Horses cannot race in handicap contests where their official rating is above the ceiling for that grade, so a 67 rated horse could not run in a Class 6 (51-65) flat race. However, horses whose mark is below the minimum required for that race can ran in higher grade races, but they have to carry the minimum weight for that race. This puts them ‘out of the handicap’ as they have to shoulder more weight than their ability indicates they should, rendering the horse at a disadvantage.
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On the flat, the top racehorses compete in class 1 company which can be Group 1/2/3 or listed races. Under National Hunt rules, the class 1 contests are Grade 1/2/3 or listed races. Listed races can either be stakes races where the horses aren’t handicapped on their perceived ability, or they can be handicaps. Group 1/2/3 races on the flat are not handicaps and any difference in the weights carried by horses is dependent upon the conditions of the race i.e. age of the horse, has it won a group race before etc. Over jumps, some Grade 3 races are handicaps.
Examples of Group 1 races on the flat include events such as the 1000/2000 Guineas, The Derby and The St Ledger. Under National Hunt rules, the Grade 1 contests are events such as the Cheltenham Gold Cup and Champion Chase. The most famous race in the country, The Grand National, is a handicap.
These races are often contested by horses that have a low level of ability and those with more talent but who are on the downgrade. Sellers and claimers are regularly smattered with runners who should win the contests comfortably based on a relative weight compared to ability. However, questionable attitudes regularly ensure that the horse who would be the logical winner based on ability, under-perform. After all, the very foundation on which these races are run is to sell or have the horses move on. Favourites do especially well in sellers, and the market is usually a good indicator or a horse’s chance of success.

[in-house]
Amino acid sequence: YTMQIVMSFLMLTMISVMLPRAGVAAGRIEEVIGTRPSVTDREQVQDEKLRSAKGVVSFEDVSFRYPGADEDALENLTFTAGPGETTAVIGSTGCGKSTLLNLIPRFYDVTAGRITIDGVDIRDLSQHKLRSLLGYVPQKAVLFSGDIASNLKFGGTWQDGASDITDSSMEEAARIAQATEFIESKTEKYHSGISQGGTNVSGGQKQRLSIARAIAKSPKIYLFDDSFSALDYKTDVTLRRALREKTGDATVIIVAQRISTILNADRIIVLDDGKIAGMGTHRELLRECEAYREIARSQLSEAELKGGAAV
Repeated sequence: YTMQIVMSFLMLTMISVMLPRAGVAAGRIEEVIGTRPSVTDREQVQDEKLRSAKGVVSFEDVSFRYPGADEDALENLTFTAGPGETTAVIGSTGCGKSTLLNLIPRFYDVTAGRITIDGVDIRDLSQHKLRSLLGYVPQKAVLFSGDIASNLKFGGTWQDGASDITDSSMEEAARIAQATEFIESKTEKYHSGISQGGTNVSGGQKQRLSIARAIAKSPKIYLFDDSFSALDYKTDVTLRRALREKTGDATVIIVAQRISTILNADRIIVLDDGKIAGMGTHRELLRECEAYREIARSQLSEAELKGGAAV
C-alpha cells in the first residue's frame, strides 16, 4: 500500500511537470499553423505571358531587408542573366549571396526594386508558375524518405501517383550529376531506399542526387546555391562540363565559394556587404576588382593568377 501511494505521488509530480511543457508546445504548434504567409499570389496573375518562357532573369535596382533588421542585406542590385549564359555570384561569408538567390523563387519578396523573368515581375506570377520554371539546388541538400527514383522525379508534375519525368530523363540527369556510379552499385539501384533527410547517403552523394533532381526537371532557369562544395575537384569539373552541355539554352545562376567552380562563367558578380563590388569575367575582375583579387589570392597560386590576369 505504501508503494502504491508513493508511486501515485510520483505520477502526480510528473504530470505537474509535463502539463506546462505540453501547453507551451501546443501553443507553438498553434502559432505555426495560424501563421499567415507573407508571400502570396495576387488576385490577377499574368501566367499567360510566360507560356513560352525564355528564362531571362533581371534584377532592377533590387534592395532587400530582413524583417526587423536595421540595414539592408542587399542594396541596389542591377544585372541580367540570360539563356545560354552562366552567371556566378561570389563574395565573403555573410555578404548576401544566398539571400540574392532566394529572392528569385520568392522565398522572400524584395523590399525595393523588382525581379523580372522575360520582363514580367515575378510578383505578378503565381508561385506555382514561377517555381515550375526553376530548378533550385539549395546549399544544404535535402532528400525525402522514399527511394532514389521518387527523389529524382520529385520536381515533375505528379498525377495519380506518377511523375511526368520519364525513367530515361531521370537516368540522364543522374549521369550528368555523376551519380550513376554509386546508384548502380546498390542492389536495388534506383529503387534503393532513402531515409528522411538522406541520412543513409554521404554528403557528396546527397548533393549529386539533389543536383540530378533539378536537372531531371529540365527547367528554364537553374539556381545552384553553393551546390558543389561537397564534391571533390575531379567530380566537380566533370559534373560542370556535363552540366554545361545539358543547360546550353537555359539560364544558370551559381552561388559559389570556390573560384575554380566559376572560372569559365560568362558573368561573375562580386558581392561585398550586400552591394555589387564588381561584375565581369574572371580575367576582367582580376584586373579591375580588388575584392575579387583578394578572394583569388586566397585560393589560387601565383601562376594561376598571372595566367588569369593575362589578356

Maiden races are for horses who have never won a race before. These contests are more commonly run on the flat with 2yos and 3yos competing in the embryonic stages of their careers, but can be contested by older horses under National Hunt rules. Due to the lack of previous form, maidens often bring together horses of contrasting ability who will experience a significant disparity in their success throughout their career. On the flat, horses will typically have 3 runs in maiden company before going handicapping (assuming they don’t win those 3 starts).